Must reads: In an end of year special, LinkedIn thinkers share their big ideas for 2014 including this one from Sallie Krawcheck arguing Wall Street should "move away from its tired value proposition" and embrace impact investing. You also may be interested in this report from the Atlanta Federal Reserve by Anil Rupasingha, which finds that "employment provided by resident-owned businesses is positively associated with county income and employment growth and inversely correlated with change in poverty." In this very interesting piece from earlier this year in Yes Magazine, author David Korten uses nature as way we might reframe how we think about our economic values.
Let's start with the Wire's David Simon, who gave an impassioned speech at the Festival of Dangerous Ideas in Sydney contending that U.S. capitalism has lost sight of the social contract:
That may be the ultimate tragedy of capitalism in our time, that it has achieved its dominance without regard to a social compact, without being connected to any other metric for human progress. We understand profit. In my country we measure things by profit. We listen to the Wall Street analysts. They tell us what we're supposed to do every quarter... And that notion that capital is the metric, that profit is the metric by which we're going to measure the health of our society is one of the fundamental mistakes of the last 30 years. I would date it in my country to about 1980 exactly, and it has triumphed. Capitalism stomped the hell out of Marxism by the end of the 20th century and was predominant in all respects, but the great irony of it is that the only thing that actually works is not ideological, it is impure, has elements of both arguments and never actually achieves any kind of partisan or philosophical perfection.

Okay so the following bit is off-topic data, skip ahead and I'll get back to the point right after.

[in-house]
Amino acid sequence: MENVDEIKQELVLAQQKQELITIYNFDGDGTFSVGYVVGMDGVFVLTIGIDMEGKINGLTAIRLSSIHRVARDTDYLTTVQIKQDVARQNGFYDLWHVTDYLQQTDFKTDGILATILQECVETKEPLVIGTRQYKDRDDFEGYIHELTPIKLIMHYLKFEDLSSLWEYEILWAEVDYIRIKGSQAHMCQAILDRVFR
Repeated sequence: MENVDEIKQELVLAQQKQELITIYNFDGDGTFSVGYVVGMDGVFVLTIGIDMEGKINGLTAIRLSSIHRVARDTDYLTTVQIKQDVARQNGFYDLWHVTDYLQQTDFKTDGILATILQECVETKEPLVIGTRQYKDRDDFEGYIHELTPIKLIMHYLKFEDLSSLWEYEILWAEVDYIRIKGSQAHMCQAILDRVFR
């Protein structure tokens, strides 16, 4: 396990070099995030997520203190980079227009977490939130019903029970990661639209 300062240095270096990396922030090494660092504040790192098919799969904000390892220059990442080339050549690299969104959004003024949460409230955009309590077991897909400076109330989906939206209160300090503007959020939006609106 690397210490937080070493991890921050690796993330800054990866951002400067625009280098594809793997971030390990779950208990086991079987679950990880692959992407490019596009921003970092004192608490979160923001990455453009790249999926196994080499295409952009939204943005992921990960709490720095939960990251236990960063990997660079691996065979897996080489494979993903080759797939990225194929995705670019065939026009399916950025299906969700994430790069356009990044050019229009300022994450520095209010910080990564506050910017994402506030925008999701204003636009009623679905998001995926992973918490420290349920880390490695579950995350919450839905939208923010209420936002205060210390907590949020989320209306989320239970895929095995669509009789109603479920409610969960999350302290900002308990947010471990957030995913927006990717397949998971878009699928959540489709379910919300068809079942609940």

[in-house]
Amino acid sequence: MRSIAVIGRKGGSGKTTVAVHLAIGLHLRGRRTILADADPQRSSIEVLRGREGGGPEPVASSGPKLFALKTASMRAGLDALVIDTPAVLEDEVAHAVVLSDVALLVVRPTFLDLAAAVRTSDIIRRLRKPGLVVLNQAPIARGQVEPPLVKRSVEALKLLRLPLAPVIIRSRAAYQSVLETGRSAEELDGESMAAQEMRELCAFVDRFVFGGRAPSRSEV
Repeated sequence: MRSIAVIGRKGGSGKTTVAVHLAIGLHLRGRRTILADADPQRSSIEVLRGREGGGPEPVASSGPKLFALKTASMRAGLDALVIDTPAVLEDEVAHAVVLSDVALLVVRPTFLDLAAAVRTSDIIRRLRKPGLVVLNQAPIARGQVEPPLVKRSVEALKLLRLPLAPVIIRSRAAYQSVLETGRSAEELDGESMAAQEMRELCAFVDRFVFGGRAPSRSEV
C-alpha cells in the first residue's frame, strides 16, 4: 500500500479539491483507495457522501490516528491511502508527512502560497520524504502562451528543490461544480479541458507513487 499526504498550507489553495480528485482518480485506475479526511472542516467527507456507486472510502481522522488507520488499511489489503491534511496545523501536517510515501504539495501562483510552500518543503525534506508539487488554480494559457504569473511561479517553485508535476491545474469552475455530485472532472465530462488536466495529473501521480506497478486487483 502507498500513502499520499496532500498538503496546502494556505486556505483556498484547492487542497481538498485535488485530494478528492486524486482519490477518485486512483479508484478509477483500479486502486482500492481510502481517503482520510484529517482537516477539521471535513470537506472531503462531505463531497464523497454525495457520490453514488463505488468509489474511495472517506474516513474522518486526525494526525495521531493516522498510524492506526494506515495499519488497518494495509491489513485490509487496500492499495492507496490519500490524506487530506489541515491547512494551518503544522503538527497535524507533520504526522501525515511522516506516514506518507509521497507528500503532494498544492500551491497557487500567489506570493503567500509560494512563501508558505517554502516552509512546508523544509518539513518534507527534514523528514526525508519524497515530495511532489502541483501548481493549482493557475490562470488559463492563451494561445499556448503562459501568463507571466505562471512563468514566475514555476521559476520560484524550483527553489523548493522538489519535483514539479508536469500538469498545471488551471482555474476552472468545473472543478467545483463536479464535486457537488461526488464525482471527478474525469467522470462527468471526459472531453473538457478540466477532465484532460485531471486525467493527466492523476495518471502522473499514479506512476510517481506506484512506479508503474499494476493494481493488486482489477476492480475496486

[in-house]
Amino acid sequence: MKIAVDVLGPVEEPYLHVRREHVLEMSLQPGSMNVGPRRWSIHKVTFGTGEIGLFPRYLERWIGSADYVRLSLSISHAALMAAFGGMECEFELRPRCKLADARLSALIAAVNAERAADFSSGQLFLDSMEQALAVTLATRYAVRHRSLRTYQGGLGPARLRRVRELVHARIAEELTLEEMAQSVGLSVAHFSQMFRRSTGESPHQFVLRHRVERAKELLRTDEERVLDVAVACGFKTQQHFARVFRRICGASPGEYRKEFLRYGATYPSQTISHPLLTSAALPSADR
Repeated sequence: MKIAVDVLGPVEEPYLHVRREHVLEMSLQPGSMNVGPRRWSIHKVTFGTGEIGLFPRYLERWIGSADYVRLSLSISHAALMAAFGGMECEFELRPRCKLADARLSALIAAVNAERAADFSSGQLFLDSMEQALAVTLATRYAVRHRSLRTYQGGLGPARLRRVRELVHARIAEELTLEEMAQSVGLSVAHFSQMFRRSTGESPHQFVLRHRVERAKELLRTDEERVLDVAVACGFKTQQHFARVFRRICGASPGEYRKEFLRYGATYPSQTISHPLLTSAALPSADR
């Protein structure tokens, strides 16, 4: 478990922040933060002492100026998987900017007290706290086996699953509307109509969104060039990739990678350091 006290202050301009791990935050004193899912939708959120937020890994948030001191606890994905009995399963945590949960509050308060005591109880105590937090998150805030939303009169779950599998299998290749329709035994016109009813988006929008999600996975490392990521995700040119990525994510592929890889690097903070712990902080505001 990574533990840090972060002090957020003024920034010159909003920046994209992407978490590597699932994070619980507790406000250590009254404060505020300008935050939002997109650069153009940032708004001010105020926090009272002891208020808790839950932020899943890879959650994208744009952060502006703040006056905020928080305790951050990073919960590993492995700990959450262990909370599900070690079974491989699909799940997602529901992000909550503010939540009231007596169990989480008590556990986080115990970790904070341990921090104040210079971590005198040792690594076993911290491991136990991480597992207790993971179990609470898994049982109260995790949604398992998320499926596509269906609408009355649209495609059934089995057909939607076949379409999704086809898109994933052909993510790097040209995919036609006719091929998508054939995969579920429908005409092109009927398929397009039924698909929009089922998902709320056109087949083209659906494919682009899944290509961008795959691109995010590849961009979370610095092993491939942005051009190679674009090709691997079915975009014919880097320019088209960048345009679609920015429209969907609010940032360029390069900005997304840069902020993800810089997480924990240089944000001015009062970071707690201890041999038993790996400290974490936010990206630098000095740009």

Dow Jones' Michael Casey similarly says markets just don't work anymore:
In societies like the U.S., we are supposed to tolerate inequities in wealth and income because the greater good is served by a market system that rewards effort, competitiveness and innovation and which punishes those that fall short of those standards. History has taught us that this model is greatly superior to that of a planned economy like that in the former Soviet Union.
But there are now such distortions in global financial markets, these benefits are all but lost. Partly that’s because such innovations as high-speed trading have overridden the principles of value investing and long-term fundamental analysis.
But it’s also because the flood of money into financial markets has made it harder and harder to distinguish deserving winners and losers. The Fed’s money-printing has raised all boats equally, when what’s really needed is for different boats to rise or fall to differing degrees. The current homogeneity in investment strategy means society steers insufficient funds to valuable projects that would deliver decent returns over time — such as U.S. infrastructure, paid for with historically cheap Treasury borrowing rates — and too much money into less worthwhile enterprises.
The Federalist's David Harsanyi in the Columbus Dispatch had this argument criticizing Pope Francis' stance on unbridled markets that leave the poor behind:
[H]ow many reasonable people argue that market-based economies — and the morality that drives them — haven’t done more to alleviate poverty worldwide than any other system? For the most part, in fact, the more unfettered a nation’s economic system is, the more prosperous the population becomes and, consequently, the more it spends on charity and safety-net programs. When we match up The Heritage Foundation’s Index of Economic Freedom with the World Bank’s measure of per capita income, we find that the countries with the most unencumbered systems and the most financial “speculation” usually have the least poverty. Rather than credit those who do their best to balance this imperfect system that lifts millions out of impoverishment, the pope attacks them for the prevalence of imaginary economic Darwinists who callously keep equality from blooming.